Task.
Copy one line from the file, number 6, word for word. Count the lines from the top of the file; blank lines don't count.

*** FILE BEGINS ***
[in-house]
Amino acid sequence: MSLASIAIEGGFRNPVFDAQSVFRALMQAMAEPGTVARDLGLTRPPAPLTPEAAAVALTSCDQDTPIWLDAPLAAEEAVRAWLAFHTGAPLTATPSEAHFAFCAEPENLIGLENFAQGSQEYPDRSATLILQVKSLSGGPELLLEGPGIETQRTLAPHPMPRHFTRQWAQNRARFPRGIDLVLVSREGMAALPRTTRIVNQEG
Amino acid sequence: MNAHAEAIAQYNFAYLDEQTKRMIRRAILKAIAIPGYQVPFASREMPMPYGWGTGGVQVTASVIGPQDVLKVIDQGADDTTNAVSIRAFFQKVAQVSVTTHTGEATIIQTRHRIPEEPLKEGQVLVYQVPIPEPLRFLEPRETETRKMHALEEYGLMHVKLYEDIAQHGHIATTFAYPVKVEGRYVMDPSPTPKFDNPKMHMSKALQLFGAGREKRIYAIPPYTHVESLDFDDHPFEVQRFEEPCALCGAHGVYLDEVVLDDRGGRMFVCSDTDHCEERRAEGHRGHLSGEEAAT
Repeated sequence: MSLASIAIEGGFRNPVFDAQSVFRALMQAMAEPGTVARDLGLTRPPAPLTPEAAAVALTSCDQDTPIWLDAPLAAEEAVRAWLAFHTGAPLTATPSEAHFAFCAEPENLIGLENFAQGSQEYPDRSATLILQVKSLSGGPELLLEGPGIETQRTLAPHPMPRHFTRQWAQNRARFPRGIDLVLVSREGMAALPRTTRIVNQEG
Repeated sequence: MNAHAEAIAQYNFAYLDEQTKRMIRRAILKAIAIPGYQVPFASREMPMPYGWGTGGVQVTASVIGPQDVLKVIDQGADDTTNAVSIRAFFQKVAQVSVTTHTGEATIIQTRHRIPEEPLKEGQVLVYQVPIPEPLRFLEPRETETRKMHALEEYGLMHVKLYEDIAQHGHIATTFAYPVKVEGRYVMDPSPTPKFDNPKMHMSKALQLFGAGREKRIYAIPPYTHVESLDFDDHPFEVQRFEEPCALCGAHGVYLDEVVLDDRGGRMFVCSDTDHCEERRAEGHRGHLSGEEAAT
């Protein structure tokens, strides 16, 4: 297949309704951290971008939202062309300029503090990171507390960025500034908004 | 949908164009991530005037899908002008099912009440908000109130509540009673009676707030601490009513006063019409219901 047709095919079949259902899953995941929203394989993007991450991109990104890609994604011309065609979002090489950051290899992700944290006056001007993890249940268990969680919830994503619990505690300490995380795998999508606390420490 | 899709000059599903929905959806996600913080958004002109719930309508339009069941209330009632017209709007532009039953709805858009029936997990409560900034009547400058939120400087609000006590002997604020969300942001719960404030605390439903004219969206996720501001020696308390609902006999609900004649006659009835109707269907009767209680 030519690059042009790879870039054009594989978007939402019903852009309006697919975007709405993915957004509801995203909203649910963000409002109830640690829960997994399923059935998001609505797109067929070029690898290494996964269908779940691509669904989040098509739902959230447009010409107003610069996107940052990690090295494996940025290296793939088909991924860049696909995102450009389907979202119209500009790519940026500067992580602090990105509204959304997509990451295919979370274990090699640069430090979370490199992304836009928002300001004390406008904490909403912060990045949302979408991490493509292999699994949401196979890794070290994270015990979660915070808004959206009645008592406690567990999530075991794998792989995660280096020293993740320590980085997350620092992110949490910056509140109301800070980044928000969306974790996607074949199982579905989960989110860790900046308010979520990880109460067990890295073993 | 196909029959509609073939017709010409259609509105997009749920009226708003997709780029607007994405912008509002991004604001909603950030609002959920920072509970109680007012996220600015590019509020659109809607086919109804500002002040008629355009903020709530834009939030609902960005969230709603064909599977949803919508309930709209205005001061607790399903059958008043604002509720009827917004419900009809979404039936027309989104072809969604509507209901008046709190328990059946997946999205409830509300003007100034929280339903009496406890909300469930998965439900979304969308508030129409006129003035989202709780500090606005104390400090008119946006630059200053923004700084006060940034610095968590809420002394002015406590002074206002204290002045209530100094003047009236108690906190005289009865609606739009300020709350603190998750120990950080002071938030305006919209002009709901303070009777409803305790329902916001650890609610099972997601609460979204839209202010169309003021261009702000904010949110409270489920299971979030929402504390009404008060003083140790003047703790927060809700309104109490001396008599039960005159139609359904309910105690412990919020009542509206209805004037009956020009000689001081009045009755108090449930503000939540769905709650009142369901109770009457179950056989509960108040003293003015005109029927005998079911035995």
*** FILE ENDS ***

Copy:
């Protein structure tokens, strides 16, 4: 297949309704951290971008939202062309300029503090990171507390960025500034908004 | 949908164009991530005037899908002008099912009440908000109130509540009673009676707030601490009513006063019409219901 047709095919079949259902899953995941929203394989993007991450991109990104890609994604011309065609979002090489950051290899992700944290006056001007993890249940268990969680919830994503619990505690300490995380795998999508606390420490 | 899709000059599903929905959806996600913080958004002109719930309508339009069941209330009632017209709007532009039953709805858009029936997990409560900034009547400058939120400087609000006590002997604020969300942001719960404030605390439903004219969206996720501001020696308390609902006999609900004649006659009835109707269907009767209680 030519690059042009790879870039054009594989978007939402019903852009309006697919975007709405993915957004509801995203909203649910963000409002109830640690829960997994399923059935998001609505797109067929070029690898290494996964269908779940691509669904989040098509739902959230447009010409107003610069996107940052990690090295494996940025290296793939088909991924860049696909995102450009389907979202119209500009790519940026500067992580602090990105509204959304997509990451295919979370274990090699640069430090979370490199992304836009928002300001004390406008904490909403912060990045949302979408991490493509292999699994949401196979890794070290994270015990979660915070808004959206009645008592406690567990999530075991794998792989995660280096020293993740320590980085997350620092992110949490910056509140109301800070980044928000969306974790996607074949199982579905989960989110860790900046308010979520990880109460067990890295073993 | 196909029959509609073939017709010409259609509105997009749920009226708003997709780029607007994405912008509002991004604001909603950030609002959920920072509970109680007012996220600015590019509020659109809607086919109804500002002040008629355009903020709530834009939030609902960005969230709603064909599977949803919508309930709209205005001061607790399903059958008043604002509720009827917004419900009809979404039936027309989104072809969604509507209901008046709190328990059946997946999205409830509300003007100034929280339903009496406890909300469930998965439900979304969308508030129409006129003035989202709780500090606005104390400090008119946006630059200053923004700084006060940034610095968590809420002394002015406590002074206002204290002045209530100094003047009236108690906190005289009865609606739009300020709350603190998750120990950080002071938030305006919209002009709901303070009777409803305790329902916001650890609610099972997601609460979204839209202010169309003021261009702000904010949110409270489920299971979030929402504390009404008060003083140790003047703790927060809700309104109490001396008599039960005159139609359904309910105690412990919020009542509206209805004037009956020009000689001081009045009755108090449930503000939540769905709650009142369901109770009457179950056989509960108040003293003015005109029927005998079911035995």